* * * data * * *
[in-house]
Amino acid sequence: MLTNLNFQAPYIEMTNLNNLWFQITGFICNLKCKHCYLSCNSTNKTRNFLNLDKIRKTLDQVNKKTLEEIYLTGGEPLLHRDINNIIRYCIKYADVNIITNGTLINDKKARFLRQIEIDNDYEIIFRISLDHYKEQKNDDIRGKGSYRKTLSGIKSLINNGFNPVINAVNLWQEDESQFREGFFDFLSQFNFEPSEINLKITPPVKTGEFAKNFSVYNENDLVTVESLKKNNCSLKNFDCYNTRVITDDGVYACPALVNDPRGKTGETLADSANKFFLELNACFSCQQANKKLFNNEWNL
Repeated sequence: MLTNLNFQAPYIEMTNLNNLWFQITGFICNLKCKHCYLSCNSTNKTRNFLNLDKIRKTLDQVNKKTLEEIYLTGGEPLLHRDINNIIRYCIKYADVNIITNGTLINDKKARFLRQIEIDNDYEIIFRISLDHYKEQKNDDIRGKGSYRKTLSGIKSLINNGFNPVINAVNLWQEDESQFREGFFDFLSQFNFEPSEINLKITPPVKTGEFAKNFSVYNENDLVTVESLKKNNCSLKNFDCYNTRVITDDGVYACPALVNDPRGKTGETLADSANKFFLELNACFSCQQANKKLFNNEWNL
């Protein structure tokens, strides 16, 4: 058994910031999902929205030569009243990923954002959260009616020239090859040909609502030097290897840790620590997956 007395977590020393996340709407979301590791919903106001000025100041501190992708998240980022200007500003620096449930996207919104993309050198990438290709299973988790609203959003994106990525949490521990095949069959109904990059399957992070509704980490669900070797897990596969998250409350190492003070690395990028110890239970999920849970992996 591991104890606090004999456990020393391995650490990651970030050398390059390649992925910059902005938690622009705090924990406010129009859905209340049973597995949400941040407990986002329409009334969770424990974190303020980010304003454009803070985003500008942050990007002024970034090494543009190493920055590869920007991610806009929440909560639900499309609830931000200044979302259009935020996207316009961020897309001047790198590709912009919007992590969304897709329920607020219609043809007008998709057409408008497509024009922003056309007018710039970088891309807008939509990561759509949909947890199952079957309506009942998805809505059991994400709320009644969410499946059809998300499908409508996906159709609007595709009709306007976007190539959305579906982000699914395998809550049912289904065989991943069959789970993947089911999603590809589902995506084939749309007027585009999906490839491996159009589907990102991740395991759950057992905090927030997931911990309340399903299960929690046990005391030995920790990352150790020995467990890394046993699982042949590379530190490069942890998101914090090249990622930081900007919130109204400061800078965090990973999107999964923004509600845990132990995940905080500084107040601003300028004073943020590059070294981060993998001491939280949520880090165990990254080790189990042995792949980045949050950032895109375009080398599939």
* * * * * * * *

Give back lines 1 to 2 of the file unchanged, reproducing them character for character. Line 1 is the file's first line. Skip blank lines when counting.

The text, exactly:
[in-house]
Amino acid sequence: MLTNLNFQAPYIEMTNLNNLWFQITGFICNLKCKHCYLSCNSTNKTRNFLNLDKIRKTLDQVNKKTLEEIYLTGGEPLLHRDINNIIRYCIKYADVNIITNGTLINDKKARFLRQIEIDNDYEIIFRISLDHYKEQKNDDIRGKGSYRKTLSGIKSLINNGFNPVINAVNLWQEDESQFREGFFDFLSQFNFEPSEINLKITPPVKTGEFAKNFSVYNENDLVTVESLKKNNCSLKNFDCYNTRVITDDGVYACPALVNDPRGKTGETLADSANKFFLELNACFSCQQANKKLFNNEWNL